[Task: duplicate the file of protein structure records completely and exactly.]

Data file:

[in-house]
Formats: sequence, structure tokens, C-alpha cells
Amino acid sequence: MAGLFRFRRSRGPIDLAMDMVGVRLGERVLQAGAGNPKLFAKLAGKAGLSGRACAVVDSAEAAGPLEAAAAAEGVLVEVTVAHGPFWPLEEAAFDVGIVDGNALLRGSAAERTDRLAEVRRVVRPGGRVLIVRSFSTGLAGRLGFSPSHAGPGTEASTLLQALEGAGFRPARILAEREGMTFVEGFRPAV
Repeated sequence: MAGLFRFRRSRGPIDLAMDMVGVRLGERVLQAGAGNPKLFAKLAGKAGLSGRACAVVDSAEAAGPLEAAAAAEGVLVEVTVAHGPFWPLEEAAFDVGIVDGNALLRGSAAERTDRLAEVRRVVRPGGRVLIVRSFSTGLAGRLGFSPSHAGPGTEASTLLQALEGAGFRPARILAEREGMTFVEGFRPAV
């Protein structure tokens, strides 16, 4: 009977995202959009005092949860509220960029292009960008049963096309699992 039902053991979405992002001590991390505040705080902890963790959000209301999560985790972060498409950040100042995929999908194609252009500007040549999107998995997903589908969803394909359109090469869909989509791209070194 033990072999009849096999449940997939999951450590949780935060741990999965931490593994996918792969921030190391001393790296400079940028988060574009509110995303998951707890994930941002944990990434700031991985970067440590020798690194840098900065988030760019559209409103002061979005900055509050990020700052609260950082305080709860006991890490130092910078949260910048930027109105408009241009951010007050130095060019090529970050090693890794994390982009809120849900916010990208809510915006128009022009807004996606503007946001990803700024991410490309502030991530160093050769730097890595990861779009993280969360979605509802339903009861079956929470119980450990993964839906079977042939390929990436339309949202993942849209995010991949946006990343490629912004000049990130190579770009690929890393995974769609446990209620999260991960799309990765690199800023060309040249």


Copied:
[in-house]
Formats: sequence, structure tokens, C-alpha cells
Amino acid sequence: MAGLFRFRRSRGPIDLAMDMVGVRLGERVLQAGAGNPKLFAKLAGKAGLSGRACAVVDSAEAAGPLEAAAAAEGVLVEVTVAHGPFWPLEEAAFDVGIVDGNALLRGSAAERTDRLAEVRRVVRPGGRVLIVRSFSTGLAGRLGFSPSHAGPGTEASTLLQALEGAGFRPARILAEREGMTFVEGFRPAV
Repeated sequence: MAGLFRFRRSRGPIDLAMDMVGVRLGERVLQAGAGNPKLFAKLAGKAGLSGRACAVVDSAEAAGPLEAAAAAEGVLVEVTVAHGPFWPLEEAAFDVGIVDGNALLRGSAAERTDRLAEVRRVVRPGGRVLIVRSFSTGLAGRLGFSPSHAGPGTEASTLLQALEGAGFRPARILAEREGMTFVEGFRPAV
């Protein structure tokens, strides 16, 4: 009977995202959009005092949860509220960029292009960008049963096309699992 039902053991979405992002001590991390505040705080902890963790959000209301999560985790972060498409950040100042995929999908194609252009500007040549999107998995997903589908969803394909359109090469869909989509791209070194 033990072999009849096999449940997939999951450590949780935060741990999965931490593994996918792969921030190391001393790296400079940028988060574009509110995303998951707890994930941002944990990434700031991985970067440590020798690194840098900065988030760019559209409103002061979005900055509050990020700052609260950082305080709860006991890490130092910078949260910048930027109105408009241009951010007050130095060019090529970050090693890794994390982009809120849900916010990208809510915006128009022009807004996606503007946001990803700024991410490309502030991530160093050769730097890595990861779009993280969360979605509802339903009861079956929470119980450990993964839906079977042939390929990436339309949202993942849209995010991949946006990343490629912004000049990130190579770009690929890393995974769609446990209620999260991960799309990765690199800023060309040249």